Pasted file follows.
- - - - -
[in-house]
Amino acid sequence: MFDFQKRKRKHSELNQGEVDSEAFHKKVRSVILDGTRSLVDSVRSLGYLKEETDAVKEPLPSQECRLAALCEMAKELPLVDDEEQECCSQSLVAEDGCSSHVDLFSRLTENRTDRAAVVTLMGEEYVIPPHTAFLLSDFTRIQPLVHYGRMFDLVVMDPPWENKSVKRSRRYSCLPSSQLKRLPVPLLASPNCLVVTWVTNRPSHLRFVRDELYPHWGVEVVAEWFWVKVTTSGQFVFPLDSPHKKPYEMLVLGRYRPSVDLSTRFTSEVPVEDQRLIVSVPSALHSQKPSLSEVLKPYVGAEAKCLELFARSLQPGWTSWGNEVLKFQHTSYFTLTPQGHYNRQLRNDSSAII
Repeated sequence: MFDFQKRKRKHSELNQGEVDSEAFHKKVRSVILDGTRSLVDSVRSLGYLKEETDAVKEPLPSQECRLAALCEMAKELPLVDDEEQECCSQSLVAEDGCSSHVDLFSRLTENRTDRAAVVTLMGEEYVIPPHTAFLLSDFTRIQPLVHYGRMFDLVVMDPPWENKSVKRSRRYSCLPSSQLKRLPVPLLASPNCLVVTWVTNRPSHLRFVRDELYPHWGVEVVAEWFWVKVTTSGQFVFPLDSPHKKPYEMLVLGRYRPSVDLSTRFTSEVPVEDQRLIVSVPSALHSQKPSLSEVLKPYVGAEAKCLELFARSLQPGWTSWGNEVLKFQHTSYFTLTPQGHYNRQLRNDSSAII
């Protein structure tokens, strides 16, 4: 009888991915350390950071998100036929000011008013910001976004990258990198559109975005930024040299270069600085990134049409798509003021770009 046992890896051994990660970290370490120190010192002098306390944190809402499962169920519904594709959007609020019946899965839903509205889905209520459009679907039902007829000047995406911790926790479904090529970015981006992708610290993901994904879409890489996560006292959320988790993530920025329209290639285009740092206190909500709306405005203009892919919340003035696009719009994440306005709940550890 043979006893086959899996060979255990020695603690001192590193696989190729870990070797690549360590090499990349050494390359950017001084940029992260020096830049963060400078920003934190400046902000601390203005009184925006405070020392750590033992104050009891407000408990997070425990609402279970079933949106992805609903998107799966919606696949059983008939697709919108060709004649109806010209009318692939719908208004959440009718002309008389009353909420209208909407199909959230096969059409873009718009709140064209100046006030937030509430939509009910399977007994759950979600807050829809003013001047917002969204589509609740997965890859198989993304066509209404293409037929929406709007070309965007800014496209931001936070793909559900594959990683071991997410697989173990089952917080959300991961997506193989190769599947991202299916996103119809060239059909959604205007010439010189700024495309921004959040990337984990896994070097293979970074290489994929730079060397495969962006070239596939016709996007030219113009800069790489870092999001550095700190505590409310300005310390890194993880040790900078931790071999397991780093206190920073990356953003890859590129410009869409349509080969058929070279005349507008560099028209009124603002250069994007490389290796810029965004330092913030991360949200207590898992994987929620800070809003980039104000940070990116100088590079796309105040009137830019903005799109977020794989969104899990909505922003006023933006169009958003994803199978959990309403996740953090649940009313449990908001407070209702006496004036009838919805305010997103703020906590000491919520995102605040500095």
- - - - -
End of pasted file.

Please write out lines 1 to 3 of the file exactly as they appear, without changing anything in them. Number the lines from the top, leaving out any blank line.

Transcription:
[in-house]
Amino acid sequence: MFDFQKRKRKHSELNQGEVDSEAFHKKVRSVILDGTRSLVDSVRSLGYLKEETDAVKEPLPSQECRLAALCEMAKELPLVDDEEQECCSQSLVAEDGCSSHVDLFSRLTENRTDRAAVVTLMGEEYVIPPHTAFLLSDFTRIQPLVHYGRMFDLVVMDPPWENKSVKRSRRYSCLPSSQLKRLPVPLLASPNCLVVTWVTNRPSHLRFVRDELYPHWGVEVVAEWFWVKVTTSGQFVFPLDSPHKKPYEMLVLGRYRPSVDLSTRFTSEVPVEDQRLIVSVPSALHSQKPSLSEVLKPYVGAEAKCLELFARSLQPGWTSWGNEVLKFQHTSYFTLTPQGHYNRQLRNDSSAII
Repeated sequence: MFDFQKRKRKHSELNQGEVDSEAFHKKVRSVILDGTRSLVDSVRSLGYLKEETDAVKEPLPSQECRLAALCEMAKELPLVDDEEQECCSQSLVAEDGCSSHVDLFSRLTENRTDRAAVVTLMGEEYVIPPHTAFLLSDFTRIQPLVHYGRMFDLVVMDPPWENKSVKRSRRYSCLPSSQLKRLPVPLLASPNCLVVTWVTNRPSHLRFVRDELYPHWGVEVVAEWFWVKVTTSGQFVFPLDSPHKKPYEMLVLGRYRPSVDLSTRFTSEVPVEDQRLIVSVPSALHSQKPSLSEVLKPYVGAEAKCLELFARSLQPGWTSWGNEVLKFQHTSYFTLTPQGHYNRQLRNDSSAII